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Len Chandler: True Tales from The Gaslight

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“If it was never new, and it never gets old––it’s a folk song,” proclaims Oscar Isaac as the title character in the feature film Inside Llewyn Davis. For Len Chandler, these words are prophetic. “Green Green Rocky Road,” a song he co-wrote and registered for copyright over a half century ago, has two prominent placements in the film. Performed on camera by the lead character, it is also featured as the film’s end title, in a version recorded by the late Dave Van Ronk.

Chandler and poet Robert Kaufman penned it on the bones of a traditional folk song collected in Negro Songs From Alabama by Harold Courlander. Chandler remembers the collaboration like this. “Kaufman was at my $34 a month New York apartment on Stanton Street for dinner. I had already put the music together. Kaufman said, ‘Dooka dooka soda cracker/Does your momma chew tobacco?’ and I said, ‘If your momma chews tobacco/ Dooka dooka soda cracker.’ We were just playing.” In addition to Van Ronk, the song was covered by numerous artists including Judy Henske, Leroy Inman and Ira Rogers, and Chubby Checker.

As depicted in the Coen Brothers' film, The Gaslight was a subterranean Greenwich Village club. Chandler, a classically trained musician from Ohio, was working at St. Barnabas House for Abused and Neglected Children. Escorting the kids on roller-skating excursions in Washington Square Park, he would borrow a guitar and offer spirited performances of traditional songs. “The guy who people might remember as Wavy Gravy was Hugh Romney, a poet who performed at The Gaslight,” Chandler recalls. “Hugh invited me to come and sing in between the poets.” Over time, Chandler closed these shows.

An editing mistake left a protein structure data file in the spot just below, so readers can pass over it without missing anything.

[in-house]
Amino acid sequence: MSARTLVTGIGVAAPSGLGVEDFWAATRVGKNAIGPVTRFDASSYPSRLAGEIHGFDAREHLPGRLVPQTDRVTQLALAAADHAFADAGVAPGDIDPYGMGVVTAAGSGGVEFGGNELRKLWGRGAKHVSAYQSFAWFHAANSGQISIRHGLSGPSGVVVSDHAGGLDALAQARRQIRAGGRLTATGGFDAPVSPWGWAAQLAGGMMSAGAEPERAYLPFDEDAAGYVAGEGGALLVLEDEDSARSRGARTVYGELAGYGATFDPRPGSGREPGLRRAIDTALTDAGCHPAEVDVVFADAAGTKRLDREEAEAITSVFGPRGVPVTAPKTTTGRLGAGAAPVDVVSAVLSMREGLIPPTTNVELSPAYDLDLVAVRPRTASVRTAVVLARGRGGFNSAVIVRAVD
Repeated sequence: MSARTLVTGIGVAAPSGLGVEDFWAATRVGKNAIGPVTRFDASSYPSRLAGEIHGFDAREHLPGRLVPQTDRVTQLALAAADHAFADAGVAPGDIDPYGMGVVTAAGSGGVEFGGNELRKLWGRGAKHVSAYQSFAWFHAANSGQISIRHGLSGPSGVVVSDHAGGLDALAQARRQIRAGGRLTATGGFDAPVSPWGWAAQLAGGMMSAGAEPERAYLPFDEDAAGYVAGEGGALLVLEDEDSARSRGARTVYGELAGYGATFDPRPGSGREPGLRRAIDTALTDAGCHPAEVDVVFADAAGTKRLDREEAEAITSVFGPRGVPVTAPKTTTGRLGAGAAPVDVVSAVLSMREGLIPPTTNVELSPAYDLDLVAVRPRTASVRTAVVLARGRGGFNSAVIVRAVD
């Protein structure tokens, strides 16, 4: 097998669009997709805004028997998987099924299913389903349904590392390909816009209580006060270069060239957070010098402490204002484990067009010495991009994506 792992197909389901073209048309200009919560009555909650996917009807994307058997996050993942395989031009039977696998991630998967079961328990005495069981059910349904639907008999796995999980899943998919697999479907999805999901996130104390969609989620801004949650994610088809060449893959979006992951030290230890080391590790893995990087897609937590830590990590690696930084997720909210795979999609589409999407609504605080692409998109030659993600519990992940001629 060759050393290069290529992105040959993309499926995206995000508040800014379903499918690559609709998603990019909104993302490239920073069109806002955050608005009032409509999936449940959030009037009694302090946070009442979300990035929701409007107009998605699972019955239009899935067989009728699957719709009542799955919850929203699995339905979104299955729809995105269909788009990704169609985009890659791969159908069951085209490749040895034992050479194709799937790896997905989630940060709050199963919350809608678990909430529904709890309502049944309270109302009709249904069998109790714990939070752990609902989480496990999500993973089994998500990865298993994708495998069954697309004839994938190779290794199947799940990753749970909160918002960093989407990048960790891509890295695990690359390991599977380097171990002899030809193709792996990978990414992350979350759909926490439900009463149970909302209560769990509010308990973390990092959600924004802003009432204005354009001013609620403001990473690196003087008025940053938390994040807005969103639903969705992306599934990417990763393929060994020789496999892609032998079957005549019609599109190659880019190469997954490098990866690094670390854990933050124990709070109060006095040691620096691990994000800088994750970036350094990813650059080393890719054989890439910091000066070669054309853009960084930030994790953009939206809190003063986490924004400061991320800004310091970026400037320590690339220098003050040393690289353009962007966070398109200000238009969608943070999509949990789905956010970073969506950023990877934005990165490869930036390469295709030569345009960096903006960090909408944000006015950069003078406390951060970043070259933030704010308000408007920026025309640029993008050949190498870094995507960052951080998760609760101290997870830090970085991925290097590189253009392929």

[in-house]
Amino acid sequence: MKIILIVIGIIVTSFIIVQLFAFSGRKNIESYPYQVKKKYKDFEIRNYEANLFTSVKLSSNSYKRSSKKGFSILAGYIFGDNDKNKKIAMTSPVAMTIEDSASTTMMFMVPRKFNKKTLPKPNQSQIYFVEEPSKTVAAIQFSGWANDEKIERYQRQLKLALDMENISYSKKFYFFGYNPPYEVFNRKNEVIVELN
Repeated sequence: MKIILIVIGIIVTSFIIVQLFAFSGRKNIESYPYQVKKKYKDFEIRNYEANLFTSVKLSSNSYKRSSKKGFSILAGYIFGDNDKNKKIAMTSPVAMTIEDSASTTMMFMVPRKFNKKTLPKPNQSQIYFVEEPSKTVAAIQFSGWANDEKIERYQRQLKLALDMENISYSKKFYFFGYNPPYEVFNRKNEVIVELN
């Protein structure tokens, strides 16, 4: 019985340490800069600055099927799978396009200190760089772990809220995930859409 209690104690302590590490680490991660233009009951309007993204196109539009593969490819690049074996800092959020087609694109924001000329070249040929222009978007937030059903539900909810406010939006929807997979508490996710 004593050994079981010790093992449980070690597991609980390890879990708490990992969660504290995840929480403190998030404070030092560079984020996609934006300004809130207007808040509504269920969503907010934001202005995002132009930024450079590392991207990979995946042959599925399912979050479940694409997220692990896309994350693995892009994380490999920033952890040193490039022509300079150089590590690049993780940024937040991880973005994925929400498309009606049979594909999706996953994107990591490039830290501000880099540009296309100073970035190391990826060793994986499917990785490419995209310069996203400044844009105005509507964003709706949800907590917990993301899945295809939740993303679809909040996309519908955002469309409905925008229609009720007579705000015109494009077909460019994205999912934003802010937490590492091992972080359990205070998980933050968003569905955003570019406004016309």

The Gaslight was a “Basket House,” meaning that performers were paid from money donated by the patrons. “We didn’t pass the basket ourselves,” explains Chandler. “We hired a woman named Malcolm the Witch. She had green hair and a python snake in a straw bag that she carried on her shoulder. She collected the money for 10 percent.”

In his autobiographical Chronicles Volume One Bob Dylan wrote, “One thing about Chandler was that he was fearless. He didn’t suffer fools, and no one could get in his way. He was powerfully built, like a linebacker, could kick your silly ass from here to Chinatown, could probably break anybody’s nose. He had studied economics and science and had it down. Len was brilliant and full of goodwill, one of those guys who believed that all of society could be affected by one solitary life.”

Chandler took Dylan to the hospital to meet his hero, Woody Guthrie. And Chandler recalls being with Dylan on another monumental occasion. “My wife sent Bob and me out on the fire escape to smoke. The two girls who lived next door were out on their escape, learning ‘Blowin’ in the Wind’ from a Broadside magazine. Bob said, ‘That’s the first time I’ve ever heard anyone singing one of my songs.’”

The character of Llewyn Davis is reportedly inspired by the late folk singer Dave Van Ronk, who Chandler remembers fondly as “wonderful” but also a “folk Nazi.” He explains: “If you were finger picking and you strummed down with the back of your fingernail, that was some ‘California bitch folkie shit!’ He would literally watch you up close to make sure you weren’t stroking upwards with your thumb.”

A recording artist produced by John Hammond on Columbia Records, Chandler lived history, marching through the segregated South with Dr. Martin Luther King for the cause of voter registration, and joining Dylan and Joan Baez to perform at the March on Washington in 1964. He accompanied Jane Fonda and Donald Sutherland on the infamous F.T.A. anti-war tour; moved to Los Angeles and performed with the Credibility Gap, a satirical radio troupe; and in 1971 with John Braheny co-founded the Los Angeles Songwriters Showcase (LASS) an organization that positively uplifted the careers of thousands of songwriters.

Now, Inside Llewyn Davis signifies a new chapter in a storied career. “The Coen Brothers properly credited me,” says Chandler. “And I am ecstatic that my song is in their movie.”

By Dan Kimpel